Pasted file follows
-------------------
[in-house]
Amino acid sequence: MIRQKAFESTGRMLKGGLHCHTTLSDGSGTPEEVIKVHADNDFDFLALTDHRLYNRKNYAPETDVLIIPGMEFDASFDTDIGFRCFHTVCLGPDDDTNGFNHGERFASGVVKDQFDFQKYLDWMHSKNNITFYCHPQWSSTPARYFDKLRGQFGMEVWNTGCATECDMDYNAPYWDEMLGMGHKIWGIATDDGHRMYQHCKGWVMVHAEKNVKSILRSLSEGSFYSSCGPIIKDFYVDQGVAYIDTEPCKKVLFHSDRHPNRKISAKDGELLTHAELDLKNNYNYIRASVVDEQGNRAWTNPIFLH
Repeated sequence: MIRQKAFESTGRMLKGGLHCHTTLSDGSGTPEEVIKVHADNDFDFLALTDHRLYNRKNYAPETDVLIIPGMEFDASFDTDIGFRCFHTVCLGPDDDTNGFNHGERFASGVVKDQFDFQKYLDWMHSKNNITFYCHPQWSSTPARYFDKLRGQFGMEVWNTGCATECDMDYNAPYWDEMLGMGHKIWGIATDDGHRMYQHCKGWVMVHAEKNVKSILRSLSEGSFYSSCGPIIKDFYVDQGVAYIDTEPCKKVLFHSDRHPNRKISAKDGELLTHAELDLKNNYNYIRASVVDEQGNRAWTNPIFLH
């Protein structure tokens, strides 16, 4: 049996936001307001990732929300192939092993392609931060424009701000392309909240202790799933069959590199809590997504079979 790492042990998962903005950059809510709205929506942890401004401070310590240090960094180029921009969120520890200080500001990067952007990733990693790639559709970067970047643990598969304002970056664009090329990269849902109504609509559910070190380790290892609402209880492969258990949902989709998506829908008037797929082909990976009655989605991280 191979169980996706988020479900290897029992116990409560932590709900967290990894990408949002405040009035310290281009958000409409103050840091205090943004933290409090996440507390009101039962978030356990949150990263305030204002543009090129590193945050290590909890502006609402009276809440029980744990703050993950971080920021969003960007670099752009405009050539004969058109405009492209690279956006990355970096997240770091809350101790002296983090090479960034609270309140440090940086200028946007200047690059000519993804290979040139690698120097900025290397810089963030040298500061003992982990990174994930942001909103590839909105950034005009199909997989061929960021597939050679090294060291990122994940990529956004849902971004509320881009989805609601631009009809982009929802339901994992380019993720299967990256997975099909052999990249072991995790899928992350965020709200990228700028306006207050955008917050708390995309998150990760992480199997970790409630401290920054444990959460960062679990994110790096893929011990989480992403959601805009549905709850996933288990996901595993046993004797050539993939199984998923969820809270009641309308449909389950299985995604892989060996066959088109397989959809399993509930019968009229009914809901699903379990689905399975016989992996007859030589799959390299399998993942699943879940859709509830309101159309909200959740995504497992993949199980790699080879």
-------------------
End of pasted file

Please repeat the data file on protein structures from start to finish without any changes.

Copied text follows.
[in-house]
Amino acid sequence: MIRQKAFESTGRMLKGGLHCHTTLSDGSGTPEEVIKVHADNDFDFLALTDHRLYNRKNYAPETDVLIIPGMEFDASFDTDIGFRCFHTVCLGPDDDTNGFNHGERFASGVVKDQFDFQKYLDWMHSKNNITFYCHPQWSSTPARYFDKLRGQFGMEVWNTGCATECDMDYNAPYWDEMLGMGHKIWGIATDDGHRMYQHCKGWVMVHAEKNVKSILRSLSEGSFYSSCGPIIKDFYVDQGVAYIDTEPCKKVLFHSDRHPNRKISAKDGELLTHAELDLKNNYNYIRASVVDEQGNRAWTNPIFLH
Repeated sequence: MIRQKAFESTGRMLKGGLHCHTTLSDGSGTPEEVIKVHADNDFDFLALTDHRLYNRKNYAPETDVLIIPGMEFDASFDTDIGFRCFHTVCLGPDDDTNGFNHGERFASGVVKDQFDFQKYLDWMHSKNNITFYCHPQWSSTPARYFDKLRGQFGMEVWNTGCATECDMDYNAPYWDEMLGMGHKIWGIATDDGHRMYQHCKGWVMVHAEKNVKSILRSLSEGSFYSSCGPIIKDFYVDQGVAYIDTEPCKKVLFHSDRHPNRKISAKDGELLTHAELDLKNNYNYIRASVVDEQGNRAWTNPIFLH
């Protein structure tokens, strides 16, 4: 049996936001307001990732929300192939092993392609931060424009701000392309909240202790799933069959590199809590997504079979 790492042990998962903005950059809510709205929506942890401004401070310590240090960094180029921009969120520890200080500001990067952007990733990693790639559709970067970047643990598969304002970056664009090329990269849902109504609509559910070190380790290892609402209880492969258990949902989709998506829908008037797929082909990976009655989605991280 191979169980996706988020479900290897029992116990409560932590709900967290990894990408949002405040009035310290281009958000409409103050840091205090943004933290409090996440507390009101039962978030356990949150990263305030204002543009090129590193945050290590909890502006609402009276809440029980744990703050993950971080920021969003960007670099752009405009050539004969058109405009492209690279956006990355970096997240770091809350101790002296983090090479960034609270309140440090940086200028946007200047690059000519993804290979040139690698120097900025290397810089963030040298500061003992982990990174994930942001909103590839909105950034005009199909997989061929960021597939050679090294060291990122994940990529956004849902971004509320881009989805609601631009009809982009929802339901994992380019993720299967990256997975099909052999990249072991995790899928992350965020709200990228700028306006207050955008917050708390995309998150990760992480199997970790409630401290920054444990959460960062679990994110790096893929011990989480992403959601805009549905709850996933288990996901595993046993004797050539993939199984998923969820809270009641309308449909389950299985995604892989060996066959088109397989959809399993509930019968009229009914809901699903379990689905399975016989992996007859030589799959390299399998993942699943879940859709509830309101159309909200959740995504497992993949199980790699080879």